By now, almost the entire automotive industry has an Avanci 4G license. But back in 2017, BMW became Avanci's first 4G licensee. It took a while for that pool to be widely adopted. Things appear to be going significantly faster with Avanci 5G now.

In retrospect, BMW's decision made business sense unless one believes in the illegal concept of group boycott: Mercedes (then named Daimler) and Volkswagen did not save money by opposing the Avanci model. They ended up choosing the pool license over bilateral licensing negotiations and disputes, but unlike BMW they incurred litigation expenses (in Volkswagen's case, the dispute was short-lived and due to the fact they licensed only 3G patents for most of the cars the group makes). BMW saved money, time, and energy. They stayed above the fray.

While I have not yet seen a German SEP infringement case targeting BMW, they are clearly not a soft target for non-SEP holders. Typically represented by Bardehle Pagenberg's Professor Tilman Mueller-Stoy ("Müller-Stoy in German), BMW is known to defend itself vigorously against patent infringement assertions, though most of the time the outcome is, obviously, a license agreement. If such a company takes a license without litigation, it must have concluded that the licensed patents are valuable.

Germany's remaining three automotive brands are Volkswagen, Audi, and Porsche, all of which belong to Volkswagen Group. Audi and Porsche clearly compete in some of the same market segments as BMW and Mercedes. It would make a lot of sense for VW to join the pool now. Sooner or later, some 5G SEP holders will start to enforce their rights against unwilling licensees. Just like German judges pressed Mercedes (then named Daimler) to explain why a license that had been taken by their closest (and equally German) competitors: BMW and Audi. I doubt that Audi would want to have to justify--particularly in front of the same judges who heard Nokia v. Daimler--a refusal to take a license that Mercedes and BMW deem to make economic sense.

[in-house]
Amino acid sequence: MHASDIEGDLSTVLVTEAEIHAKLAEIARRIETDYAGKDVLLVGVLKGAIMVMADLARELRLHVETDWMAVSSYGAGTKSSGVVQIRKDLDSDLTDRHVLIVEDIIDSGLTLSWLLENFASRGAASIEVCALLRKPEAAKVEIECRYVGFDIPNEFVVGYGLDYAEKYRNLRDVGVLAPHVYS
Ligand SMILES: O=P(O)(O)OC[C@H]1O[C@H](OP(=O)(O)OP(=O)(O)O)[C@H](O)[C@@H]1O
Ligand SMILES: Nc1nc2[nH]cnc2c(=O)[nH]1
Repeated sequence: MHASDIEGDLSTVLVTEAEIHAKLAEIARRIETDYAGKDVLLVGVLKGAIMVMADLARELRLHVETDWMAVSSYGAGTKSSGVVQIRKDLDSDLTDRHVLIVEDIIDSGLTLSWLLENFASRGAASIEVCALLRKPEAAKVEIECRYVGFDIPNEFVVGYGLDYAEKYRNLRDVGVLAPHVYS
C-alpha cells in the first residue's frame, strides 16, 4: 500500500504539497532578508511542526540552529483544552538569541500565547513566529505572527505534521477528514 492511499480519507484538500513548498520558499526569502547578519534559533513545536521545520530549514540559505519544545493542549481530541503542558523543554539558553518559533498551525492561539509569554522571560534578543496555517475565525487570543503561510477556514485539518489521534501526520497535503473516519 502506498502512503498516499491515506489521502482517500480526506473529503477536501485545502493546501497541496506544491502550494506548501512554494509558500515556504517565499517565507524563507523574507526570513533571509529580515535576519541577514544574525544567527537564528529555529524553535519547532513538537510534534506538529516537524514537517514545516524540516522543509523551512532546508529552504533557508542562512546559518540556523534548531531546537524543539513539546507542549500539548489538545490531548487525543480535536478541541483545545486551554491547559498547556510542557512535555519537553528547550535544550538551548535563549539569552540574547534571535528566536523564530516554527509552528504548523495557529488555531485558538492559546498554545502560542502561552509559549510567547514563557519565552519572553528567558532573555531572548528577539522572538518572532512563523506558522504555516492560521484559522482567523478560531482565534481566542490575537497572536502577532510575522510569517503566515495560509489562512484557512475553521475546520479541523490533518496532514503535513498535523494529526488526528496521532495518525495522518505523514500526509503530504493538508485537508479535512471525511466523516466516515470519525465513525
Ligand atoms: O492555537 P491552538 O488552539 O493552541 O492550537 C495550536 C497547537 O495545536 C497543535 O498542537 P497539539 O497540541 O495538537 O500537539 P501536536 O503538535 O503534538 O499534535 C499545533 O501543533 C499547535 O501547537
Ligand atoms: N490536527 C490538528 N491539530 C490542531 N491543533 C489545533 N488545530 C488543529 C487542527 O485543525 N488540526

Just like actions speak louder than words, real-world license deals are way more meaningful than spin doctoring and political propaganda. Mercedes-Benz told the EU that the proposed SEP regulation (or something even more lopsided) was badly needed, yet became the first Avanci 5G licensee because they deemed it prudent. Similarly, BMW Group is now an early adopter of the Avanci 5G license, yet it is a member of the Fair Standards Alliance and of certain automotive industry organizations that take similar positions.